Text Version
RSS Feeds
Newsletter
Home Forum Photos Features Newsletter Archive Employment
About US Help Site Map
SEARCH   About US FAQ Site Map Site News
  SERVICES
  -Text Version
  -RSS Feeds
  -Newsletter
  -News Archive
  -Give us feedback
  -Voices of Readers
  -Online community
  -China Biz info
  What's new
Asbestos found in debris of Manhattan steam pipe blast
+ -
08:40, July 20, 2007

 Related News
 Manhattan steam pipe blast kills 1
 Massive steam explosion hits Manhattan
 Explosion rocks NY Midtown Manhattan, killing one
 Massive steam pipe explosion hits midtown Manhattan
 Comment  Tell A Friend
 Print Format  Save Article
Asbestos was found in the debris that was spewed forth in a thunderous steam pipe explosion that jolted midtown Manhattan Wednesday, while no asbestos was found in the air, the NYC Office of Emergency Management said Thursday.

The agency said in a statement said tests were continuing and people who may have come into contact with the steam or debris should take a shower and place their clothes in plastic bags for cleaning or disposal.

Asbestos is a known carcinogen. But asbestos-related diseases are generally linked to longterm exposure in industrial settings.

The 200-degree steam was under 150 pounds of pressure per square inch when it exploded near East 41st Street and Lexington Avenue.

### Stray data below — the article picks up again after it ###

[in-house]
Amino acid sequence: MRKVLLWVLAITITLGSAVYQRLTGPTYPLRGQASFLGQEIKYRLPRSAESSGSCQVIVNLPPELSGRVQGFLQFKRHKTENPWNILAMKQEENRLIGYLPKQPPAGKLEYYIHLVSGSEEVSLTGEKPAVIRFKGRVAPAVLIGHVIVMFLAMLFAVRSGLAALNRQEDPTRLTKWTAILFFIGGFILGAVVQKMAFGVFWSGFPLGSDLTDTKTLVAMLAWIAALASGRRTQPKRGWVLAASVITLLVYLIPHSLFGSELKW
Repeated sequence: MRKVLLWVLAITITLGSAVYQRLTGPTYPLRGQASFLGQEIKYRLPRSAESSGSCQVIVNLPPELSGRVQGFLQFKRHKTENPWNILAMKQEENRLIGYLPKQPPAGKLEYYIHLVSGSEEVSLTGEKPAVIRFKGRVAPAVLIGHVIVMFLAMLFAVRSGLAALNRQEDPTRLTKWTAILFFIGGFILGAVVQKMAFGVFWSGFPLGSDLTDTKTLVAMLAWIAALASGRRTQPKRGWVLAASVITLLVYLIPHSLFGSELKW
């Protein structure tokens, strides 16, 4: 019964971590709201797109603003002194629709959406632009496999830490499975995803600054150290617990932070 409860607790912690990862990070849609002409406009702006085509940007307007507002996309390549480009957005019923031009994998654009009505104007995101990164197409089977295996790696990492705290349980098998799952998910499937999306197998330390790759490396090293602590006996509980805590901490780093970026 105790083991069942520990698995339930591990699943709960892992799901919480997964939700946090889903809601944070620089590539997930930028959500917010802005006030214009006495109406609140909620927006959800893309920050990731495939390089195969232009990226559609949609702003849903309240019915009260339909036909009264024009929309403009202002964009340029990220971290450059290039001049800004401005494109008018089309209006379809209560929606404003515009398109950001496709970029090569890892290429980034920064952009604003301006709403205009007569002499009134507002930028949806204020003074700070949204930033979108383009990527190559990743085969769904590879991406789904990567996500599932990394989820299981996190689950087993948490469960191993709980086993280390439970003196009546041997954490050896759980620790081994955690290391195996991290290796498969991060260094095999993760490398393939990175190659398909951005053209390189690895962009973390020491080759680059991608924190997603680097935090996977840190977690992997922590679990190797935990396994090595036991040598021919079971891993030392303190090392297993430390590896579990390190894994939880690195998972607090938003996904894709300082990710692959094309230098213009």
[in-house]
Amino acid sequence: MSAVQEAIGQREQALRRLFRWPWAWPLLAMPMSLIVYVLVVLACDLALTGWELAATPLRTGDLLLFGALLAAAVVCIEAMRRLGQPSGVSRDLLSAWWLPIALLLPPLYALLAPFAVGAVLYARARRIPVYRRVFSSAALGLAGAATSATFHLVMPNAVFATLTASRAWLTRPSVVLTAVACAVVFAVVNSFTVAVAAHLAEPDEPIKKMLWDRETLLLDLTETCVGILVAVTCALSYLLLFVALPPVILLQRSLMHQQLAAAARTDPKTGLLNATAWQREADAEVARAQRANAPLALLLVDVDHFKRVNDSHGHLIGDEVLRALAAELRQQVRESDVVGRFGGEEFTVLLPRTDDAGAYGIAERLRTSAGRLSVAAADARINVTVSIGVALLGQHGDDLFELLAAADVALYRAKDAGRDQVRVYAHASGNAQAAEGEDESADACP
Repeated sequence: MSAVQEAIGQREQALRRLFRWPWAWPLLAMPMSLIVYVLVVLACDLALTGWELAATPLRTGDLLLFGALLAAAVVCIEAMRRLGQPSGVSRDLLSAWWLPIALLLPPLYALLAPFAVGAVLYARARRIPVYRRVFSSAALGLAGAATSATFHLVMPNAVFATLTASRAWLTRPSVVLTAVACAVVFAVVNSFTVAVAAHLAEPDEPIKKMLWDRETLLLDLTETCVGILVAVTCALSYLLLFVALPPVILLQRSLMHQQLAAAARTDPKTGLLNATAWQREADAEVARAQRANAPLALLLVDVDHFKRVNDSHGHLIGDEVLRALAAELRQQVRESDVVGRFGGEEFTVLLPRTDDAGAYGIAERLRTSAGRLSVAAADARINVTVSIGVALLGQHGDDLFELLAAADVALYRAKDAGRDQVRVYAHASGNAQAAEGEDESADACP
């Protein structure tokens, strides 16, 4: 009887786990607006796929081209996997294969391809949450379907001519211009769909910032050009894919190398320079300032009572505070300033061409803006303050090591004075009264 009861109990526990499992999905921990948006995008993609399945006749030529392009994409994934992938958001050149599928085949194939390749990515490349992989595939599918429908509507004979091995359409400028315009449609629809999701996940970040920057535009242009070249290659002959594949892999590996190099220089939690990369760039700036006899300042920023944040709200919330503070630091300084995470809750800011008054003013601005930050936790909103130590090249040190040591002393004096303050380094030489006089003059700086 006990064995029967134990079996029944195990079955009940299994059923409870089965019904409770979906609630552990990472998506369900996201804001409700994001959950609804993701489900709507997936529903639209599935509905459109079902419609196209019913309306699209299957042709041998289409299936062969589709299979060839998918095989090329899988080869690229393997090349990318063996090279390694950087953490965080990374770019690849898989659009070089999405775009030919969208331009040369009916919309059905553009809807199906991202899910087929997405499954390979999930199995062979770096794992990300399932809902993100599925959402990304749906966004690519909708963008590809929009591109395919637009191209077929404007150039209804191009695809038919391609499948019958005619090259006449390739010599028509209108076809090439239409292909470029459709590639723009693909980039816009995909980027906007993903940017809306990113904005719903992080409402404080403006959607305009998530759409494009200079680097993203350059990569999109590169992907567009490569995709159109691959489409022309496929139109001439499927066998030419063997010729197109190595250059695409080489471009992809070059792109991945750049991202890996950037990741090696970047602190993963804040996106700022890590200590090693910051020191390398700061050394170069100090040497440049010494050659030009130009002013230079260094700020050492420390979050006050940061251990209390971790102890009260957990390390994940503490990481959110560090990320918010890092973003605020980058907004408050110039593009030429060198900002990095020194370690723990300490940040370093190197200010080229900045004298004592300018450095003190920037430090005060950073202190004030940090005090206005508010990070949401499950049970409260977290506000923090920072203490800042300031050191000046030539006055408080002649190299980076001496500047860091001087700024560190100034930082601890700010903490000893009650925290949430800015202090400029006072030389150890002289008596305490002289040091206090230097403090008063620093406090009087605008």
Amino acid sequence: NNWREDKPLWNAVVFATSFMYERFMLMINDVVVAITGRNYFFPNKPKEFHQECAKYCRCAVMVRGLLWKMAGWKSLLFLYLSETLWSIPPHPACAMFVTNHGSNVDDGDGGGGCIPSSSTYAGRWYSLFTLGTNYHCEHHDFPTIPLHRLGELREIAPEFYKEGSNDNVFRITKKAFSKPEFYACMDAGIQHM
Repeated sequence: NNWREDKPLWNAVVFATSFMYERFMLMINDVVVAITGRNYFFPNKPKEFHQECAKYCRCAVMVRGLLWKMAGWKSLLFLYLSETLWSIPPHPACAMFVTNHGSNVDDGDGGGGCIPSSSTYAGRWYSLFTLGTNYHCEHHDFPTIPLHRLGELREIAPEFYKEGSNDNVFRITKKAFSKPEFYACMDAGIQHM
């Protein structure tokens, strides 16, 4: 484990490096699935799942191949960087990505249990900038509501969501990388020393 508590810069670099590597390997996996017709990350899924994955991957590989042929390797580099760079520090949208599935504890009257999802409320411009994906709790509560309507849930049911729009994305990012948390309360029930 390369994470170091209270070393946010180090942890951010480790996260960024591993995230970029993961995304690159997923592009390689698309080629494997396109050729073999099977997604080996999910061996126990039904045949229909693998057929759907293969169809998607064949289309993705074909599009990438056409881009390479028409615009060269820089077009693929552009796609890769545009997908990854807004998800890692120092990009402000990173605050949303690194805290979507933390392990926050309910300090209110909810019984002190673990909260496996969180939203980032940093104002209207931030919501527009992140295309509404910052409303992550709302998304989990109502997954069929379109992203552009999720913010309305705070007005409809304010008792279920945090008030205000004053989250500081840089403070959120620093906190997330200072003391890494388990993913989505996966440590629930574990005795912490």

A woman with heart disease died and more than 40 others were injured, including two seriously.

Con Edison, which maintains the steam pipes beneath the city's streets, checked the pipe Thursday morning.

Kevin Burke, chairman of Con Edison, said a heavy rain can cause a "vapor condition" if rainwater seeps onto a steam pipe, causing the steam to condense.

The powerful blast left a huge crater on the ground. The streets around the area of the explosion near Grand Central Terminal remained closed Thursday morning and city officials created a "frozen area" where people can not enter because of cleanup and environmental tests.

Subways were running normally again on Thursday afternoon. The trains had been bypassing 42nd Street, but now they are stopping there.

Despite initial fears, mayor Michael Bloomberg told a press conference Wednesday evening that the blast was not terrorism-related.

New York City has a complex network of steam pipes underground. In August, 1989, three people died in a steam pipe explosion in lower Manhattan.

Source: Xinhua



  Your Message:   Most Commented:
Ambassador reviews Germany-China relations
President Hu vows to remain committed to "one country, two systems" principle
CPC full of vigor and vitality
Roadside bomb blast kills 26 people in SW Pakistan
Chinese leader urges college united front members to make more contribution

|About Peopledaily.com.cn | Advertise on site | Contact us | Site map | Job offer|
Copyright by People's Daily Online, All Rights Reserved

http://english.people.com.cn/90001/90777/90852/6220042.pdf